Dearing recommended, first, the continuation of means-tested maintenance grants in order to ease access for students from a low-income background. The Secretary of State announced that the Government were to reject that recommendation.

Secondly, Dearing recommended against the introduction of means-tested tuition fees, although the report considered it as option C. The Secretary of State came to the House of Commons to announce that, despite the Dearing report's recommendation that it be rejected, he and the Government would introduce means-tested tuition fees.

Thirdly, Dearing recommended that any income raised from students in order to finance the future growth of higher education should be ring-fenced to go into the higher education system. The Government have made it clear that that recommendation, too, is rejected.

The Secretary of State came to the House and disingenuously presented his policy as Dearing-plus. His policy was not Dearing-plus; his policy was to reject Dearing and substitute his own, or perhaps I should say the Treasury's, policy instead. His branding of that policy as Dearing-plus has fooled almost no one. I say "almost no one"; a week ago I would have said it had fooled no one, but it appears to have fooled the Prime Minister.

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We saw last week, when my right hon. Friend the Leader of the Opposition asked the Prime Minister--[Interruption.] The Secretary of State is embarrassed by the Prime Minister. I am not surprised. The Prime Minister was asked why the Government had rejected the Dearing report, and his reply was nothing short of astounding. The Prime Minister said:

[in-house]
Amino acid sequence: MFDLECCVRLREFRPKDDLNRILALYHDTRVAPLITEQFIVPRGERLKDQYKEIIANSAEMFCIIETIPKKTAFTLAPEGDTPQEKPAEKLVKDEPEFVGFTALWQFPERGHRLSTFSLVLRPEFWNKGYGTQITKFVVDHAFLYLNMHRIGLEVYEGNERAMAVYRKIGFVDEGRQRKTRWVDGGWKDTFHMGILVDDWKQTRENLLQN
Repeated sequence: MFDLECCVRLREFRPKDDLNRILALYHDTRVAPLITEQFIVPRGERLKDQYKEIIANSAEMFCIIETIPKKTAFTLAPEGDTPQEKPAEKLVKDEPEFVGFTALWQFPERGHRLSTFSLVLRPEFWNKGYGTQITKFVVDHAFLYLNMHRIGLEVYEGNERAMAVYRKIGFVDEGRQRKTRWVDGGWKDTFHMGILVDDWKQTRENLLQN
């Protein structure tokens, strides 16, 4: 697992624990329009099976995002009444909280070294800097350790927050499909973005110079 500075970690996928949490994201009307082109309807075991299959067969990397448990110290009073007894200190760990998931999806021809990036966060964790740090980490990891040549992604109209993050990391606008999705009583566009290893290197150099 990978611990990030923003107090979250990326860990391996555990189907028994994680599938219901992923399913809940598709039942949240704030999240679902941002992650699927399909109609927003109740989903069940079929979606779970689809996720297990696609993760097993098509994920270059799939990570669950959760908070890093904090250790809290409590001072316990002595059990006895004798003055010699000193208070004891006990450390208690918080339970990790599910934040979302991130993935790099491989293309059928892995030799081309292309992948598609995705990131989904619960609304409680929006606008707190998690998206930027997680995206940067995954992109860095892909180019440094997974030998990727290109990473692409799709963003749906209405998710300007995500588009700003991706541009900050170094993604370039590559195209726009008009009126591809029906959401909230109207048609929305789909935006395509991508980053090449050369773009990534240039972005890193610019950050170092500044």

by which he meant the election campaign--

    "that we should abide by the recommendations of the Dearing committee".--[Official Report, 29 October 1997; Vol. 299, c. 892.]

I know that the Prime Minister is not a detail man, but as a statement that beggars belief. It is wrong on almost every count. It is not true that the Prime Minister made it clear throughout the election campaign that the Government intended to implement the Dearing report's recommendations. It is just as well that it is not true, because that is a policy that they will not carry out.

Last week, the Leader of the Opposition repeated to the Prime Minister his words during the election campaign, when he said:

That was not, as my right hon. and learned Friend the Member for Rushcliffe (Mr. Clarke) might have said, a remark offered on a wet night in Dudley; it was a remark that was regularly repeated by people who are now senior Ministers.

On 24 April, not much more than a week before polling day, the right hon. Member for Livingston (Mr. Cook), now the Foreign Secretary, said:

He went on to say that he was happy to predict that, if the Tories got back for a fifth term, they would start to charge students for tuition. It is a pity that he did not offer a prediction about what Labour would do if it was elected on 1 May.

Last week, the Prime Minister was wrong in his description of the Government's present policy. Furthermore, he was wrong in his recollection of what either he or his right hon. and hon. Friends said during the election campaign. That shambles at Prime Minister's Question Time last week was symptomatic of a much wider shambles that has pervaded this field of policy since the Secretary of State's rushed statement to the House in July, before the summer recess.